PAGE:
Inventory Management System ERD (Simple Version)

Welcome to a quick sharing of an ERD of an inventory management system. I am pretty sure there are already plenty of such “free inventory ER diagrams” everywhere on the Internet. So instead of going in the same direction, here’s my simple version for beginners. Hope this helps to speed up your design process. Read on!

 

 

TABLE OF CONTENTS

 

ER DIAGRAM

First, here is the entire ER diagram and a quick overview of the system.

 

INVENTORY MANAGEMENT SYSTEM

Yes, this is not a “brain damage system structure”. I have generalized it into 3 groups of entities:

  • Items – Captain Obvious at your service. This is an inventory management system, of course, there are inventory items involved.
  • Suppliers & Users – The “people” and “companies”.
  • Movement – To keep track of the stock movement.

 

FOR REFERENCE ONLY

I can hear the dumb trolls knocking on the door while screaming “this diagram is not accurate”. So here’s a quick disclaimer on the relationship between the entities – This is only for reference and it is subjective.

  • An item can be obtained from different suppliers. If you decide that “an item is specific to a supplier”, then it is a one-to-one relationship. In this case, feel free to remove the “supplier-items” table, and directly add “supplier ID” to the items table.
  • An item will definitely have at least one movement entry – The initial stock take while entering into the system. If you decide that this is not necessary, then it is a “zero or many” relationship.

You are building your own system here. You make your own changes and decide your own rules.

 

 

TABLE DETAILS

Now that we are done with the overview, let us get into more details on the entities or tables.

 

PART 1) ITEMS

1A) ITEMS TABLE

COLUMN DATA TYPE NOTES
item_sku VARCHAR Primary Key.
item_name VARCHAR The item name.
item_description VARCHAR Optional, item description.
item_unit VARCHAR Unit of measurement.
item_quantity DOUBLE The current remaining stock.

This table should be pretty self-explanatory, and the only “problematic” part here is the item_quantity.

  • Some smart alecks may be thinking “just create a SUM(QUANTITY) view from the movement table to get the current stock levels”.
  • Yep, it works. But as entries pile up over the years, it also becomes very inefficient.
  • So it makes more sense to have a item_quantity field that is “manually updated with code”. This can be a programming language or a stored SQL function.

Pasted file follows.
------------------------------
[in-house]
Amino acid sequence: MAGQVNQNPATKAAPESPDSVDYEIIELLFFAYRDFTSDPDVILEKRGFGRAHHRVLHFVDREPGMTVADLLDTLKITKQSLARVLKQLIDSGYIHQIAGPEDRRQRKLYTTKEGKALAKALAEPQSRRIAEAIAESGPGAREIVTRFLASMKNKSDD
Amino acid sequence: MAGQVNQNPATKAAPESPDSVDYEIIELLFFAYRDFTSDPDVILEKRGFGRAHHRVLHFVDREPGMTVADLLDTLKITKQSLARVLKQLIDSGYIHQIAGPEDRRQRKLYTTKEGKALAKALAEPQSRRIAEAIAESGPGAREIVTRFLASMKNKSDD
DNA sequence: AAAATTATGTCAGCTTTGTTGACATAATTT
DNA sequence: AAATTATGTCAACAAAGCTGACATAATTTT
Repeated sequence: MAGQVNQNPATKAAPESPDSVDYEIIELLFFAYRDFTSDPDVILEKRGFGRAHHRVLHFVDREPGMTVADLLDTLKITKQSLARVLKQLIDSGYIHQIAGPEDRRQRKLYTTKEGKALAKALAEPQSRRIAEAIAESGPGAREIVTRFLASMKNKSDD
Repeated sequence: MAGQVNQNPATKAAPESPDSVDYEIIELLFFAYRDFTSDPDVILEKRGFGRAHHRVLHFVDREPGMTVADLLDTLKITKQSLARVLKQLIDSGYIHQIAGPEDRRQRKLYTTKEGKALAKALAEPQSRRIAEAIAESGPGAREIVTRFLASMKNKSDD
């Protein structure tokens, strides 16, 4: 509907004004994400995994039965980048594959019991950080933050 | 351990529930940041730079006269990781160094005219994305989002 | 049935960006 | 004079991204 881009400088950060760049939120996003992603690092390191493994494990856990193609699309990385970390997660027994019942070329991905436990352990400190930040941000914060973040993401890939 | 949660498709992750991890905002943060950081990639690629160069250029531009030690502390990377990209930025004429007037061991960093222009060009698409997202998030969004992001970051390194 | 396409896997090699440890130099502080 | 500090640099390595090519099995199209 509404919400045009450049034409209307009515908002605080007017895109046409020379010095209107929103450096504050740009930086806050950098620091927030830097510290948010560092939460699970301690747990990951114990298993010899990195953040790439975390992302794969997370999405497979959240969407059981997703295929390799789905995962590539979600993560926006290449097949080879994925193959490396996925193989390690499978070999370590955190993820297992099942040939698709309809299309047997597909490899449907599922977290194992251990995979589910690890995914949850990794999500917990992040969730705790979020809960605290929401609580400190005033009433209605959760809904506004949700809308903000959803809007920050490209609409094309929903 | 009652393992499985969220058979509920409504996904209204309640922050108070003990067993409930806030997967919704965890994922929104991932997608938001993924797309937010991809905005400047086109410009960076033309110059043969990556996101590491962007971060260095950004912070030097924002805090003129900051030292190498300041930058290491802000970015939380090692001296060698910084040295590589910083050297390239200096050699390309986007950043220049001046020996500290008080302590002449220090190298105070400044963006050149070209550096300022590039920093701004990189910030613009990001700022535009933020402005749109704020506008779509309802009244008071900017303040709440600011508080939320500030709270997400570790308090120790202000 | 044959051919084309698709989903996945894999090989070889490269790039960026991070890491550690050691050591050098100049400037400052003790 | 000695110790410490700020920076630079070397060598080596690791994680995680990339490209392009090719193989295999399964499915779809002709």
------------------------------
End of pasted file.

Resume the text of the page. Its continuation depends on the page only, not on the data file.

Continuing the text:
1B) SUPPLIER TO ITEMS TABLE

COLUMN DATA TYPE NOTES
item_sku VARCHAR Primary and foreign key.
supplier_id INTEGER Primary and foreign key.

Does this need an explanation? Which supplier offers which items.

 

PART 2) SUPPLIERS & USERS

2A) SUPPLIERS TABLE

COLUMN DATA TYPE NOTES
supplier_id INTEGER Primary Key.
supplier_name VARCHAR Supplier’s name.
supplier_email VARCHAR Supplier’s email.
supplier_tel VARCHAR Supplier’s telephone number.
supplier_address VARCHAR Supplier’s address.

This should cover all the “basic information” about suppliers. Feel free to add more yourself if any is missing, or remove those that you don’t use.

 

2B) USERS TABLE

COLUMN DATA TYPE NOTES
user_id INTEGER Primary Key.
user_name VARCHAR User’s name.
user_email VARCHAR Unique, user’s email address.
user_password VARCHAR User’s password. Encrypt in your own system.

Once again, this should capture all the basic user information. Feel free to add more as required – Address, telephone, gender, role, etc…

 

 

3) MOVEMENT TABLE

COLUMN DATA TYPE NOTES
item_sku VARCHAR Primary and foreign key. Item moved.
user_id INTEGER Primary and foreign key. The user who added this movement entry.
move_date DATE TIME Primary key. Date and time when the stock is being moved.
move_direction VARCHAR You decide. Personally, I will go with just “in”, “out”, and stock “take”.
move_quantity DOUBLE The quantity moved.
move_notes VARCHAR Optional notes on the movement entry.

Lastly, use this table to store all the stock movement.

 

THE END

Thank you for reading, and we have come to the end. I hope that it has helped you to better understand, and if you want to share anything with this guide, please feel free to comment below. Good luck and happy coding!

1 thought on “Inventory Management System ERD (Simple Version)”

  1. thanks for sharing your code, its been great to stepping into php mysql.
    Please keep your scripts coming.
    all the best

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